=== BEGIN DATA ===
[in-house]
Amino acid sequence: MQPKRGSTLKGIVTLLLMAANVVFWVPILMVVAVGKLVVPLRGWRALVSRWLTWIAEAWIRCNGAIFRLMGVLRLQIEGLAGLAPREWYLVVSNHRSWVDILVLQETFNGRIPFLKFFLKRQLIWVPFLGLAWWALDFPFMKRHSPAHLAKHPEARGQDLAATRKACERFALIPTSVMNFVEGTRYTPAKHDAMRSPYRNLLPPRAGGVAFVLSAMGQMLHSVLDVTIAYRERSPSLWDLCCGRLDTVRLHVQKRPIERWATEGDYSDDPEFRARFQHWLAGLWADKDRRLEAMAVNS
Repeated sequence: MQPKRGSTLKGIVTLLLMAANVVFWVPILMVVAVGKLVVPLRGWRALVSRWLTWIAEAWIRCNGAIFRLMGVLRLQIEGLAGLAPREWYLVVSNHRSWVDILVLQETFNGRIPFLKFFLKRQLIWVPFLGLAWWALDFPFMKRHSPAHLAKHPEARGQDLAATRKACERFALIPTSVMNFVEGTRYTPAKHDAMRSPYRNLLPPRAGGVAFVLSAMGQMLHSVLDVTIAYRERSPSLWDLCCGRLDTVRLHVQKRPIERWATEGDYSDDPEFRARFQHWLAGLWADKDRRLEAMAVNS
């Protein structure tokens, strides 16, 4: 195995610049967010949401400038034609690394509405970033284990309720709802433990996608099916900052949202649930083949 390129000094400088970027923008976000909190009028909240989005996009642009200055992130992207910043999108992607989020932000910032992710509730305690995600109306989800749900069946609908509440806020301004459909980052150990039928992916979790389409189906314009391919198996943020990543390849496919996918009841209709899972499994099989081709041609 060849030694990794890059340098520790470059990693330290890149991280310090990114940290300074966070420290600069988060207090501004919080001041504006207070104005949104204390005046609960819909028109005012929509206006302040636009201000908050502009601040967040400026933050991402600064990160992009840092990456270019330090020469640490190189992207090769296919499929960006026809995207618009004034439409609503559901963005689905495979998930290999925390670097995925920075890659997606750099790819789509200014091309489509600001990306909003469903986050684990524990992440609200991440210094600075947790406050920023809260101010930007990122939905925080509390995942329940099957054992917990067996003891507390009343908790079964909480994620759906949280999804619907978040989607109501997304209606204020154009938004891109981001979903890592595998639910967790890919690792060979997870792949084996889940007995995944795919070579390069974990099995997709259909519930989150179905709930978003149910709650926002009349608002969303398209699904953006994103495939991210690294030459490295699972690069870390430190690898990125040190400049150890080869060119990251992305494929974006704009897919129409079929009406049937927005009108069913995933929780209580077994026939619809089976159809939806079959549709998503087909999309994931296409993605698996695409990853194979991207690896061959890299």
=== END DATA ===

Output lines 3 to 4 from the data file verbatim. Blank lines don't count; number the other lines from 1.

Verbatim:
Repeated sequence: MQPKRGSTLKGIVTLLLMAANVVFWVPILMVVAVGKLVVPLRGWRALVSRWLTWIAEAWIRCNGAIFRLMGVLRLQIEGLAGLAPREWYLVVSNHRSWVDILVLQETFNGRIPFLKFFLKRQLIWVPFLGLAWWALDFPFMKRHSPAHLAKHPEARGQDLAATRKACERFALIPTSVMNFVEGTRYTPAKHDAMRSPYRNLLPPRAGGVAFVLSAMGQMLHSVLDVTIAYRERSPSLWDLCCGRLDTVRLHVQKRPIERWATEGDYSDDPEFRARFQHWLAGLWADKDRRLEAMAVNS
């Protein structure tokens, strides 16, 4: 195995610049967010949401400038034609690394509405970033284990309720709802433990996608099916900052949202649930083949 390129000094400088970027923008976000909190009028909240989005996009642009200055992130992207910043999108992607989020932000910032992710509730305690995600109306989800749900069946609908509440806020301004459909980052150990039928992916979790389409189906314009391919198996943020990543390849496919996918009841209709899972499994099989081709041609 060849030694990794890059340098520790470059990693330290890149991280310090990114940290300074966070420290600069988060207090501004919080001041504006207070104005949104204390005046609960819909028109005012929509206006302040636009201000908050502009601040967040400026933050991402600064990160992009840092990456270019330090020469640490190189992207090769296919499929960006026809995207618009004034439409609503559901963005689905495979998930290999925390670097995925920075890659997606750099790819789509200014091309489509600001990306909003469903986050684990524990992440609200991440210094600075947790406050920023809260101010930007990122939905925080509390995942329940099957054992917990067996003891507390009343908790079964909480994620759906949280999804619907978040989607109501997304209606204020154009938004891109981001979903890592595998639910967790890919690792060979997870792949084996889940007995995944795919070579390069974990099995997709259909519930989150179905709930978003149910709650926002009349608002969303398209699904953006994103495939991210690294030459490295699972690069870390430190690898990125040190400049150890080869060119990251992305494929974006704009897919129409079929009406049937927005009108069913995933929780209580077994026939619809089976159809939806079959549709998503087909999309994931296409993605698996695409990853194979991207690896061959890299």